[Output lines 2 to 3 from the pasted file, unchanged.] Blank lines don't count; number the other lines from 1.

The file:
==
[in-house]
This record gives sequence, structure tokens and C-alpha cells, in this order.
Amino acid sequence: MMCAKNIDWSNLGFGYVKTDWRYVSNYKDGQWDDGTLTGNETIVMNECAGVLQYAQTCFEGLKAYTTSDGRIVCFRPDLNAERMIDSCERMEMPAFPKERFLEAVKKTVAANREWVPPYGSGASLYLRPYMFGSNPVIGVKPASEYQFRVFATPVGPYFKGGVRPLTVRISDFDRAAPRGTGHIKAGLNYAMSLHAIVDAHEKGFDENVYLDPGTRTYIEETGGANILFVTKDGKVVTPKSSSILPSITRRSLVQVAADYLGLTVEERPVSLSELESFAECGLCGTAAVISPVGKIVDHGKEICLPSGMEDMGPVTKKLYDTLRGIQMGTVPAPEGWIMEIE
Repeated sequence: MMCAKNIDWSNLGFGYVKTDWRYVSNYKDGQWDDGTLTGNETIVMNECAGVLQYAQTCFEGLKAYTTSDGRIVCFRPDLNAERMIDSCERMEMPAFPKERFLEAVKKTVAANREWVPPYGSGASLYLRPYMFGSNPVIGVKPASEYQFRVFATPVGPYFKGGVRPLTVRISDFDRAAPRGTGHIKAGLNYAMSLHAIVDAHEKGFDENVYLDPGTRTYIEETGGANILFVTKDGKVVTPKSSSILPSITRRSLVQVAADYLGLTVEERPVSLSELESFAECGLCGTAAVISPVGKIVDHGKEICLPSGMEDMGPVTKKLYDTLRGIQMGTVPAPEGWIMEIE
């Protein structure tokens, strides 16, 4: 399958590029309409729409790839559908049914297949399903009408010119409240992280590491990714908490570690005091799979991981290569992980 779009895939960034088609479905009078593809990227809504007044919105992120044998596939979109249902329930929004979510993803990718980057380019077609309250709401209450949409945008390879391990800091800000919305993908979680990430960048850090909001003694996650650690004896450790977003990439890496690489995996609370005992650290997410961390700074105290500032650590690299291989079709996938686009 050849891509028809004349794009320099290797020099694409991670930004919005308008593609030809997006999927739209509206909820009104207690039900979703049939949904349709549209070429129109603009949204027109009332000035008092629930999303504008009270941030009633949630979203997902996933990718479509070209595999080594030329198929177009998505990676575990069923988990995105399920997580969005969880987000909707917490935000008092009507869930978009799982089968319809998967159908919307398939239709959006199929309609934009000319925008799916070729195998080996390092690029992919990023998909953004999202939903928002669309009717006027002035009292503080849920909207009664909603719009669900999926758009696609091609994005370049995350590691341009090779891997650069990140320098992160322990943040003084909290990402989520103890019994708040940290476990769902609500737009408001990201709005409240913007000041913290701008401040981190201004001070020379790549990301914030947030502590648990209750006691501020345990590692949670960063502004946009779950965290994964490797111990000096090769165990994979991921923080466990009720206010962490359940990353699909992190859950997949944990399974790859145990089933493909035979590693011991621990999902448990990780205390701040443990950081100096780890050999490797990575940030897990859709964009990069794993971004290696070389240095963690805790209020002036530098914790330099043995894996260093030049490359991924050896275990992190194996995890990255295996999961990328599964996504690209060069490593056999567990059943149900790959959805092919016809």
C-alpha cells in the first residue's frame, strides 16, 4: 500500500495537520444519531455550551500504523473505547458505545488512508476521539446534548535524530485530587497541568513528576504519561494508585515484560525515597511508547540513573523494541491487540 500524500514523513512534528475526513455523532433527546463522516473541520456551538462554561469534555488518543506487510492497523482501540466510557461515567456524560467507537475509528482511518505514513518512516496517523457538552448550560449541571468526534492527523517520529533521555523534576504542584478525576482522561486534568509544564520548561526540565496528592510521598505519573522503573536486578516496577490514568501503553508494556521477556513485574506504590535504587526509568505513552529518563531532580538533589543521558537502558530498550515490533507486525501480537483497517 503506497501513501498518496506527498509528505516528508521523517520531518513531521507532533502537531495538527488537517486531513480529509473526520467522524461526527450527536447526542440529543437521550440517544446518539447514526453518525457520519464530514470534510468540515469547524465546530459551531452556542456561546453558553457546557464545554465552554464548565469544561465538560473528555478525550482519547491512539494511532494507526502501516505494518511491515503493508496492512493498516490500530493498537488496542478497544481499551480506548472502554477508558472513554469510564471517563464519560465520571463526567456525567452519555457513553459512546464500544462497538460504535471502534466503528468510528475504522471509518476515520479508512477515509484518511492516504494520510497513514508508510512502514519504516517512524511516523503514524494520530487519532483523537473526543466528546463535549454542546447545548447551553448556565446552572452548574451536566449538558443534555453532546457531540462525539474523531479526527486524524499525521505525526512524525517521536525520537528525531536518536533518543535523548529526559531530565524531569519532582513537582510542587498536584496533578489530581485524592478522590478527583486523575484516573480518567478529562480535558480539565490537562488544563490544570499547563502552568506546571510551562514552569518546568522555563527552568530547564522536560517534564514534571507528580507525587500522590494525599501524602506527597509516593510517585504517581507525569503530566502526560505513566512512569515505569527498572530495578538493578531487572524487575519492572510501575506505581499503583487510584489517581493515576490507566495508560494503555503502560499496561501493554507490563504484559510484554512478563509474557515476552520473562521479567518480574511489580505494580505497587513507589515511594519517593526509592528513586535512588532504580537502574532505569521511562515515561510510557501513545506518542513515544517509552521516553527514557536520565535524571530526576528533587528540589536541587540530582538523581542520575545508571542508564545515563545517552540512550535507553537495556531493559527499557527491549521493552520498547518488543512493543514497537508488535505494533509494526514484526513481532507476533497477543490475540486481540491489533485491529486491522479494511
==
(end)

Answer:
This record gives sequence, structure tokens and C-alpha cells, in this order.
Amino acid sequence: MMCAKNIDWSNLGFGYVKTDWRYVSNYKDGQWDDGTLTGNETIVMNECAGVLQYAQTCFEGLKAYTTSDGRIVCFRPDLNAERMIDSCERMEMPAFPKERFLEAVKKTVAANREWVPPYGSGASLYLRPYMFGSNPVIGVKPASEYQFRVFATPVGPYFKGGVRPLTVRISDFDRAAPRGTGHIKAGLNYAMSLHAIVDAHEKGFDENVYLDPGTRTYIEETGGANILFVTKDGKVVTPKSSSILPSITRRSLVQVAADYLGLTVEERPVSLSELESFAECGLCGTAAVISPVGKIVDHGKEICLPSGMEDMGPVTKKLYDTLRGIQMGTVPAPEGWIMEIE